In the illustrated embodiment, adjuster 44 and release actuator 46 are positioned opposite each other. For example, as shown in FIG. 6A, adjuster 44 is at the bottom of device 42 and release actuator 46 is at the top of device 42. This is advantageous in some embodiments because a user may reach behind head 16 to operate adjuster 44 by using the user's thumb to tighten belt 32 and/or to operate release actuator 46 using user's other fingers to loosen belt 32. Ends 120 and 121 are separated by a distance 122 of approximately 134.6 mm, in one embodiment. However, depending on the design specifications of adjustment device 42, ends 120 and 121 may be separated by any suitable distance.

FIG. 6B is a diagram illustrating one embodiment of adjuster 44 shown in FIG. 6A. As shown in FIG. 6B, adjuster 44 is a wheel comprising a grip portion 140, a cavity 144 defining a plurality of internal gear teeth 142, and a center axis 146. Adjuster 44 is attached to a pinion gear at a side that is opposite from the side defining internal gear teeth 142, and positioned in channel 125. The pinion gear is not explicitly shown in FIG. 6B, but is described in conjunction with FIGS. 6E, 6G, and 8A. As shown in FIG. 6B, channel 125 is operable to receive racks 58 and position racks 58 so that both racks 58 engage the pinion gear. Stops 141 are positioned in channel 125 to prevent end portions 56 from being pulled out of belt adjustment device 42, as described below in conjunction with FIG. 7A.

Referring to and as shown using a phantom line in FIG. 6B, a hoop spring 148 including a pawl 150 is positioned within cavity 144 of adjuster 44. Pawl 150 is sloped so that when hoop spring 148 is in an engaged position, internal gear teeth 142 may travel in one direction but not in an opposite direction. The turning of adjuster 44 in the direction allowed by pawl 150 also turns the attached pinion gear. The pinion gear draws both racks 58 toward each other along channel 125. In turn, belt 32 is tightened around head 16 of user 12 in a ratcheting manner. The use of hoop spring 148 is advantageous in some embodiments because the shape of hoop spring 148 allows a more compact design of adjuster 44 when adjuster 44 is circular. However, any suitable spring, such as a compression spring, leaf spring, or a bow spring, may be used to urge pawl 150 against internal gear teeth 142 of adjuster 44. As described below in conjunction with FIG. 6C, in one embodiment, hoop spring 148 and pawl 150 are positioned in conjunction with cover 126.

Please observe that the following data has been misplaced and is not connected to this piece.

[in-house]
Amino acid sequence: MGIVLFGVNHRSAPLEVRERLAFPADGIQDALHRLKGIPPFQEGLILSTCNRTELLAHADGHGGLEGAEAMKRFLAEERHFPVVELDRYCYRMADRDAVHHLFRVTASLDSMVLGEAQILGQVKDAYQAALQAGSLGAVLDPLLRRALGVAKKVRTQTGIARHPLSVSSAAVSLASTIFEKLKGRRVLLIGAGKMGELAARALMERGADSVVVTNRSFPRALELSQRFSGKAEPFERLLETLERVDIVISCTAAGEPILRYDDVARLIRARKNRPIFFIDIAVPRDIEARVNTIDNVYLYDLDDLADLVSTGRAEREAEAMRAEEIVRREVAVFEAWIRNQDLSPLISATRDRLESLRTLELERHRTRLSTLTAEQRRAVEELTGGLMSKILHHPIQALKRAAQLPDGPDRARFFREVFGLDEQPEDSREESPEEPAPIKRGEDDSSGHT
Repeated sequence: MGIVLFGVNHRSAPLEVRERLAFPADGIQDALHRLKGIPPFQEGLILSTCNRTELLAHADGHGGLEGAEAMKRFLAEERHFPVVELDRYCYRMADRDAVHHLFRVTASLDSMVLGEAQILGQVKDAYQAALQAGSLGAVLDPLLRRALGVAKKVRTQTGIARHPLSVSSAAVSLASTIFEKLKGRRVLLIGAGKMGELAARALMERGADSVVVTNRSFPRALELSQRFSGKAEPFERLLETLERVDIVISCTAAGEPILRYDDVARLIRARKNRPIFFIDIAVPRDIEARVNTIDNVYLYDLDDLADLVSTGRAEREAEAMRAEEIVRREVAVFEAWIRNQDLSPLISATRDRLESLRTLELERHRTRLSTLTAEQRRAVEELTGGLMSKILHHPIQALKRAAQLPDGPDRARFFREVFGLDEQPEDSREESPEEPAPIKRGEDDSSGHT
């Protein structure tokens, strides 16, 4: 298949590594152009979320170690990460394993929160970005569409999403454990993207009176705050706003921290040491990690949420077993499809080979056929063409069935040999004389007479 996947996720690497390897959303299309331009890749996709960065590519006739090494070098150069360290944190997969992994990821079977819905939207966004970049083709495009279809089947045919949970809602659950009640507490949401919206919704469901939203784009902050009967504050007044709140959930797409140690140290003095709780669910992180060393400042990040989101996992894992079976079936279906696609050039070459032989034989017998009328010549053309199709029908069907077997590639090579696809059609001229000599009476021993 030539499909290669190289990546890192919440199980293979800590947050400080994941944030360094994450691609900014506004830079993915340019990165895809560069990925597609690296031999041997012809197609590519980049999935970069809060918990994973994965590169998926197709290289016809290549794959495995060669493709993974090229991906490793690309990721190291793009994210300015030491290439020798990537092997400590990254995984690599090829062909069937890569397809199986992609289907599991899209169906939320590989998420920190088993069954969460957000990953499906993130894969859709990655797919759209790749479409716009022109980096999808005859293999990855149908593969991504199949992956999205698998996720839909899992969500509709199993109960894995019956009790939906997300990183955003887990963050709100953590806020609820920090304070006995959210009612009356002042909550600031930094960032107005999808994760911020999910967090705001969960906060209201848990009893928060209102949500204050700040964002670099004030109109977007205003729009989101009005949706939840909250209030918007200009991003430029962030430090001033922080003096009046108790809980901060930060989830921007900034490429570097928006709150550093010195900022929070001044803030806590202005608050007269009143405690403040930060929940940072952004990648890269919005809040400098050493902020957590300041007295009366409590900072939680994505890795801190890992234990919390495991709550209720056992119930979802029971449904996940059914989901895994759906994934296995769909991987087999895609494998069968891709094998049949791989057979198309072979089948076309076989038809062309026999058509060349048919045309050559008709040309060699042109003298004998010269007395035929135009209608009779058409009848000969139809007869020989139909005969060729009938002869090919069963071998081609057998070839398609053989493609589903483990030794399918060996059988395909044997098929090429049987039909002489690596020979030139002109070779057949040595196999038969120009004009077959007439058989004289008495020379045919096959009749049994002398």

FIG. 6C is a schematic diagram illustrating example embodiments of release actuator 46 and hoop spring 148 coupled to the interior of one embodiment of cover 126. Cover 126 defines an aperture 182, a cavity 180, a platform 186, and a plurality of ribs 179. Hoop spring 148 and pawl 150 attached to hoop spring 148 are positioned inside cavity 180 and over platform 186, as shown in FIG. 6C. Release actuator 46 is coupled to loop 184 attached to hoop spring 148 through aperture 182. When cover 126 is positioned over base 124 and end portions 56, ribs 179 operate as stabilizers that hold down end portions 56 in channel 125.

Referring to both FIGS. 6B and 6C, in operation, when cover 126 is placed on base 124, pawl 150 engages internal gear teeth 142 of adjuster 44. As shown in FIGS. 6B and 6C, pawl 150 and internal gear teeth 142 are sloped in approximately opposite directions. As adjuster 44 is turned in the direction of the slope of pawl 150, pawl 150, in conjunction with hoop spring 148, allows an incremental movement of adjuster 44 in the direction of the slope. However, if adjuster 44 is urged in an opposite direction of the slope of pawl 150, pawl 150, in conjunction with hoop spring 148, prevents the movement. To disengage pawl 150 from internal gear teeth 142 and allow adjuster 44 to travel in the direction opposite from the slope of pawl 150, release actuator 46 may be depressed to urge hoop spring 148 against platform 186, which compresses hoop spring 148 and lowers pawl 150. When pawl 150 is lowered, pawl 150 is disengaged from internal gear teeth 142 of adjuster 44, which allows adjuster 44 to travel in both directions.